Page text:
WASHINGTON - A Somalian American man, who died in what is believed to be the first suicide bombing carried out by a U.S. citizen, appears to have been "radicalized" in the United States, FBI Director Robert Mueller said yesterday.
The suspect, identified in news reports as Shirwa Ahmed of Minnesota, died in the bombing in northern Somalia in October. He was recruited while in the United States, and other Somalian Americans may have been "radicalized" as well, Mueller said.
The recruiting in the United States "raises the question of whether these young men will one day come home, and, if so, what they might undertake here," Mueller said in a speech to the Council on Foreign Relations, a research group.
Since the terror attacks of Sept. 11, 2001, young men from communities in the United States have been recruited to travel to other countries, including Iraq, Yemen, and Afghanistan, Muller said. They were sought out to participate in fighting or suicide bombings, he said.
The attacks in Mumbai, India, in November were a reminder that extremists "with large agendas and little money" can use basic weapons to "maximize their impact," Mueller said. The attacks on the Oberoi and Taj Mahal Hotels, a main train station, and a Jewish center, all of which killed 164 people, raise the possibility of similar incidents in this country, Mueller said.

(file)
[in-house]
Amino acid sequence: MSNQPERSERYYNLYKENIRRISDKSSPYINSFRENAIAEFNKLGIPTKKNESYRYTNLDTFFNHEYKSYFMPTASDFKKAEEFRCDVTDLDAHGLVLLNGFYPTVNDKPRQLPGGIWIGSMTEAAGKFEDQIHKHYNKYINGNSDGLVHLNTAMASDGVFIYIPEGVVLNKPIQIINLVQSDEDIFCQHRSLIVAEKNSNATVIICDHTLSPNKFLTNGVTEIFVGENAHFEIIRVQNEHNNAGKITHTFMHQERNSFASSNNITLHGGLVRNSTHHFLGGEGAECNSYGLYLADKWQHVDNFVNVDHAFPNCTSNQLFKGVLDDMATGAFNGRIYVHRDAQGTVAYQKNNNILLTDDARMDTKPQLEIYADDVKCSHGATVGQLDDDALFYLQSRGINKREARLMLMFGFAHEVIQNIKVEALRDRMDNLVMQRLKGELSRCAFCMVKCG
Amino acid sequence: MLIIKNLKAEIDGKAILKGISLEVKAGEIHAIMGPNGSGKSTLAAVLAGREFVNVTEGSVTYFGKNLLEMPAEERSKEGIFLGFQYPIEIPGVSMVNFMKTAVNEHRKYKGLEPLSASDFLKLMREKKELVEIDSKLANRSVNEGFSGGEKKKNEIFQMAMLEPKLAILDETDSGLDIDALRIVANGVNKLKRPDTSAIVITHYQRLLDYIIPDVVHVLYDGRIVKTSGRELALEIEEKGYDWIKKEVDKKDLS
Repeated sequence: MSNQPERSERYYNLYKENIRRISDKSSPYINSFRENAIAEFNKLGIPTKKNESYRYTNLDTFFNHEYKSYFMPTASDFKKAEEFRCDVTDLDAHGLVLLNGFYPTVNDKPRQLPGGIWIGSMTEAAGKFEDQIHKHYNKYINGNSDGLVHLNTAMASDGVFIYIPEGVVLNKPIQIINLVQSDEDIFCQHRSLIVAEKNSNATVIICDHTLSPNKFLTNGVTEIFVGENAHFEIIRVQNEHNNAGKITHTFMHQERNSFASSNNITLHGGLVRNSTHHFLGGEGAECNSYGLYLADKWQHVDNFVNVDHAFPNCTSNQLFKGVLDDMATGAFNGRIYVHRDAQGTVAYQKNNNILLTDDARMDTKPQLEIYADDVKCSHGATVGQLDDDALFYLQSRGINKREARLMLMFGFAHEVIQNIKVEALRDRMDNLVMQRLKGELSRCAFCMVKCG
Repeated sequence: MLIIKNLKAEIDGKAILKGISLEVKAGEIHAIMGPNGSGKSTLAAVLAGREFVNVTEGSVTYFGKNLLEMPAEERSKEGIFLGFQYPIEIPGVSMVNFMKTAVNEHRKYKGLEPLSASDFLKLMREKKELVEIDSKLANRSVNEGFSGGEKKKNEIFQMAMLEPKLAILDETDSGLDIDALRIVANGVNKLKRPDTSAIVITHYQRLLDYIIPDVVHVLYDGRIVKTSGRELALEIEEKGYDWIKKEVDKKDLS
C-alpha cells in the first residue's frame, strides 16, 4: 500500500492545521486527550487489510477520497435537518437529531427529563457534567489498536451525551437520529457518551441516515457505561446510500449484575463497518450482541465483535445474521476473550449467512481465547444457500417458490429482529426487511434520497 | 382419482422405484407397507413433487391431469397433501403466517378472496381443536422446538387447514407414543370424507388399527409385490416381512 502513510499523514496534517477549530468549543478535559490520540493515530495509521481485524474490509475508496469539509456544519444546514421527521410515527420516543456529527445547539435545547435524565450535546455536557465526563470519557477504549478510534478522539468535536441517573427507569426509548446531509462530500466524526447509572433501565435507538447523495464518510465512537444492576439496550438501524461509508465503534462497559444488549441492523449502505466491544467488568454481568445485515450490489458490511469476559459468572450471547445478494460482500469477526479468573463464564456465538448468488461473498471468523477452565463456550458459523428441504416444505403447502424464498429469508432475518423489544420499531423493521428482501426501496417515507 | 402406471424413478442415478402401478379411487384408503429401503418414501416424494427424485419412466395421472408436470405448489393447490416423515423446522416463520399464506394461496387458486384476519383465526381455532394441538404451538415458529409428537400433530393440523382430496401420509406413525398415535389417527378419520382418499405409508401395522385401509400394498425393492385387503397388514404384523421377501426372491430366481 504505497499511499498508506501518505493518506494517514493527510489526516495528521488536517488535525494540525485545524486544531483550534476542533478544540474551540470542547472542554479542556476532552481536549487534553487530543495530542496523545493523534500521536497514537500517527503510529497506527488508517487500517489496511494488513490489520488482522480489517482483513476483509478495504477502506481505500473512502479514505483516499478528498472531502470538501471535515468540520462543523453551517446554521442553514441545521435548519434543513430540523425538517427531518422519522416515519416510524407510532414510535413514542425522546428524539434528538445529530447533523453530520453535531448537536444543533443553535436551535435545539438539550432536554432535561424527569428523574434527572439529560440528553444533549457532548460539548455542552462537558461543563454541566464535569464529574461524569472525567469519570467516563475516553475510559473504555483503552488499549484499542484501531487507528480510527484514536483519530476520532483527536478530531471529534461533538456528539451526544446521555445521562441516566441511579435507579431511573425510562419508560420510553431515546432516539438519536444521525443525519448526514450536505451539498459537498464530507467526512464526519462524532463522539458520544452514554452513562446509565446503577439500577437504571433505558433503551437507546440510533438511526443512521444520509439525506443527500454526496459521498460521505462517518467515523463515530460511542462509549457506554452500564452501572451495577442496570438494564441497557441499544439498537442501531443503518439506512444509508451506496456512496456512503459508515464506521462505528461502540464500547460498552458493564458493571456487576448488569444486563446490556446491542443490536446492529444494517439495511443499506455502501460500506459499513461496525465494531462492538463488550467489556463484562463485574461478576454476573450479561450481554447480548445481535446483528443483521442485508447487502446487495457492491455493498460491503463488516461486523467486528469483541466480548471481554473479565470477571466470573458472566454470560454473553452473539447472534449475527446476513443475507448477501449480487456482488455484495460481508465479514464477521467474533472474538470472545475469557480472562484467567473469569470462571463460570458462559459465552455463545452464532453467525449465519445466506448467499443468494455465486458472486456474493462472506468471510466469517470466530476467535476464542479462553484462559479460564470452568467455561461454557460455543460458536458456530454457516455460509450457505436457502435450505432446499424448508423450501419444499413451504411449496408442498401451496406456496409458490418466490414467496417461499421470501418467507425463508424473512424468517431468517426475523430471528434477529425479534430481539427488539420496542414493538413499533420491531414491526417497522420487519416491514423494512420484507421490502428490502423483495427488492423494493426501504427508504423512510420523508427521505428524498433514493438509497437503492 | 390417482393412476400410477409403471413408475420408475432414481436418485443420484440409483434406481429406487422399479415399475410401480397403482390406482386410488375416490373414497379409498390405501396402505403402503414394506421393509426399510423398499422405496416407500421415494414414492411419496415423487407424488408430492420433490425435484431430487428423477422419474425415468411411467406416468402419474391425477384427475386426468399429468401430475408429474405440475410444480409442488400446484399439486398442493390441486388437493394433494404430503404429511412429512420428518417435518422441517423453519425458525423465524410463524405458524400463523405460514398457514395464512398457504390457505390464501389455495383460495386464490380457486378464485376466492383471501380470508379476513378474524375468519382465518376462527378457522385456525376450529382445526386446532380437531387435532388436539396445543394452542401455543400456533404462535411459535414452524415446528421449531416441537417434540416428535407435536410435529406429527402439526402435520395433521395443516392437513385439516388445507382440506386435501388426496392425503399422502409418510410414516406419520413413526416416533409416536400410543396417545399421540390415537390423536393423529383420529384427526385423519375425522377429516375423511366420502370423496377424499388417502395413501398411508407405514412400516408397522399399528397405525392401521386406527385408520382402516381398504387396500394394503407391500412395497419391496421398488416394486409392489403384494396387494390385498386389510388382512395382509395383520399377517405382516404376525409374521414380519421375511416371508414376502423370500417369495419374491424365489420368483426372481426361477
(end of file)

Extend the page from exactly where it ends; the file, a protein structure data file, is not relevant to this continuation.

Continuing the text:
The FBI is increasingly concerned about "pockets of people" around the world that identify with al-Qaeda, Mueller told the group. Authorities also should focus on less well-known groups - "homegrown terrorists" - and extremists who do not need visas to travel to the United States, he said.
"We need to know where the threat is moving, and we need to get there first," he added.
Authorities have said they are monitoring Somalian Americans who left Minneapolis and other U.S. cities during the last year and a half. Some may have traveled to Somalia to join al-Shabaab, an extremist Islamic organization linked to al-Qaeda and considered a terrorist group by the United States.
The FBI and the Department of Homeland Security previously said they investigated the threat of an attack by al-Shabaab that could have been directed at Washington, possibly coinciding with President Obama's inauguration last month.
The FBI returned the remains of Ahmed to his family in the Minneapolis-St. Paul area, the Washington Post reported. Members of the community where he lived said Ahmed, a naturalized U.S. citizen, blew himself up in the October bombing in Somalia.
"It appears that this individual was radicalized in his hometown in Minnesota," Mueller said.